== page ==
When Democrats awoke the day after the 2008 election to overwhelming majorities in the House and Senate, plus control of the White House, many imagined they would be able to accomplish nearly anything they wanted. It seemed possible that Congress would finish health care reform within a year, including a strong "public option" plan. A climate bill would sail through, along with immigration reform, the pro-union Employee Free Choice Act and an end to the ban on non-closeted gays in the military.
But the reality has been very different. Health care passed, but just barely, months behind schedule and with no public option. Every other measure listed above is a nonstarter or in limbo. The Obama White House struggles to pass even minor measures designed to create jobs in the sick economy.
What happened to those Democratic hopes? They have been shattered by the Republicans' unprecedented reliance on the filibuster, a legislative maneuver that can slam the brakes on even popular legislation. The filibuster allows 41 Senators to block a bill from coming to a vote by voting against motions to end debate (which need 60 votes to pass). Since Barack Obama took office, Senate Republicans have used the tactic dozens of times, throwing the President's agenda into chaos and infuriating Democrats. In late December, an exasperated Obama told a PBS interviewer that he was tired of seeing even "routine" measures fall to GOP filibusters. "If this pattern continues, you're going to see an inability on the part of America to deal with big problems," Obama said. "We're going to have to return to some sense that governance is more important than politics inside the Senate."
Now some leading Democrats are ready to act on that frustration. They've begun pushing in earnest to change the Senate rules to end what they consider anti-democratic filibuster abuse. Republicans are already denouncing it as a political power grab. If the Democrats follow through on their plans, Washington could be in for a bloody political brawl.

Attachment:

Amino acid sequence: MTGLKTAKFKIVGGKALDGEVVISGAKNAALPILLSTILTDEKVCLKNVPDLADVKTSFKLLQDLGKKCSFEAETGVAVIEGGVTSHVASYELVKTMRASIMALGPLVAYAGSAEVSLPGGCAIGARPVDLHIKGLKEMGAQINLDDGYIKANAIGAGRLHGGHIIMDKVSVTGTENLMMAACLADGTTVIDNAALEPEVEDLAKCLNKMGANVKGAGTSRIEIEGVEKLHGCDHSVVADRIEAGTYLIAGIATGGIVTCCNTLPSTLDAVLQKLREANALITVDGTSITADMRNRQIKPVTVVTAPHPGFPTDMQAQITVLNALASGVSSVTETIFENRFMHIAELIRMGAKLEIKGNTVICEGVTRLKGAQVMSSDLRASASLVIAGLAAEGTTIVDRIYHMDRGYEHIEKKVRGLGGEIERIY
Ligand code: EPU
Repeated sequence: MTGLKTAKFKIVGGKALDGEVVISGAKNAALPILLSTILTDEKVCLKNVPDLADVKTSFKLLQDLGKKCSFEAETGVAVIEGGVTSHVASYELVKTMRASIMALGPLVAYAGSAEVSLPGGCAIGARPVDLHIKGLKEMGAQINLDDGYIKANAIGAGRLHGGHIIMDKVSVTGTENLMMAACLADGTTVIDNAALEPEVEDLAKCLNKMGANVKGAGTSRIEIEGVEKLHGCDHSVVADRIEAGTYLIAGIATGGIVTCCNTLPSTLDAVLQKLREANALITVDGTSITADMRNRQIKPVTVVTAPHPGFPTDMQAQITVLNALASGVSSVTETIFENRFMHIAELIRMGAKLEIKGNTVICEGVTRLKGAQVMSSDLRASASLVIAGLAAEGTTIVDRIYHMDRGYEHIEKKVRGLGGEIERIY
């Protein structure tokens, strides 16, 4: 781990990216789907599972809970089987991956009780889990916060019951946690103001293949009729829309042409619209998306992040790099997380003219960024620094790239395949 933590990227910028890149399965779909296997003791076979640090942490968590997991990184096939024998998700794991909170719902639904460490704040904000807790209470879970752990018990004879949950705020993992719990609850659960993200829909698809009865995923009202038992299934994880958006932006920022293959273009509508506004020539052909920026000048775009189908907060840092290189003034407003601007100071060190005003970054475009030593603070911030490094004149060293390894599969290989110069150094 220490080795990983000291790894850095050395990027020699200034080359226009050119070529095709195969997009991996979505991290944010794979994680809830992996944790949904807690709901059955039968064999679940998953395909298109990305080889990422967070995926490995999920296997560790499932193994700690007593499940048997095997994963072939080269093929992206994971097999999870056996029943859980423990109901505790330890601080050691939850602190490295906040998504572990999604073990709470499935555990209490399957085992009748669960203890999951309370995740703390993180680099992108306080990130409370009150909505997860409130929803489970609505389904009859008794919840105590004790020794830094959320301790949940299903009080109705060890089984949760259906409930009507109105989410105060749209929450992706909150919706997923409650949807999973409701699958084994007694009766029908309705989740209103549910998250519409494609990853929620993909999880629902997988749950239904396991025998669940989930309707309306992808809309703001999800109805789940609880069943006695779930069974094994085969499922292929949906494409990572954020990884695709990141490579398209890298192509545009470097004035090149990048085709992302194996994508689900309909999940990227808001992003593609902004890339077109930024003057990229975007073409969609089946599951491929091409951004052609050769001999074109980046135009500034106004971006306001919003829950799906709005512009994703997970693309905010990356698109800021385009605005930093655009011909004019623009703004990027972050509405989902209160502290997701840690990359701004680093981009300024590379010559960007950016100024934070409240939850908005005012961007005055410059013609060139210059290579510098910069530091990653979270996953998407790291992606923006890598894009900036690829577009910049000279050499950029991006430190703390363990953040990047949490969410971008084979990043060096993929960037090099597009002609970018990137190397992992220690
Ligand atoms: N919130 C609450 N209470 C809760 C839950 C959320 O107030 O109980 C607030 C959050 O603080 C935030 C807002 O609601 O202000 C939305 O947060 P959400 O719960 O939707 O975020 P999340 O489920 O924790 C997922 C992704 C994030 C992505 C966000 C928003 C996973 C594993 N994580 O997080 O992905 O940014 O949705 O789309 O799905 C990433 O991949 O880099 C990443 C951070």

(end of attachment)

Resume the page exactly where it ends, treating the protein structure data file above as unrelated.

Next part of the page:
The filibuster may be business as usual in Washington today, but it wasn't always. Not long ago, the tactic was a rarity, considered a measure of extreme last resort for major pieces of legislation. In the 1969-70 session of Congress, the filibuster wasn't used a single time. In 1977-78, it was used only three times. But as the Senate has grown more partisan in recent years, the filibuster has become a tool for the minority to thwart the majority at every opportunity. After Democrats lost control of the Senate in 2001, they set a record with 34 filibuster attempts. Republicans outdid them in the last session of Congress with 61 filibusters. In the current Congress, Senate Republicans are already at 53 with five months left to go.
Assuming that the Democrats retain control of the Senate, as expected, January might provide a rare window of opportunity: when the Senate reorganizes at the beginning of a new session of Congress, the rules can be changed with just a simple majority of 51 votes. If such a rule change is put into effect, the Senate would henceforth be run like the House, with bills needing only a simple majority to pass.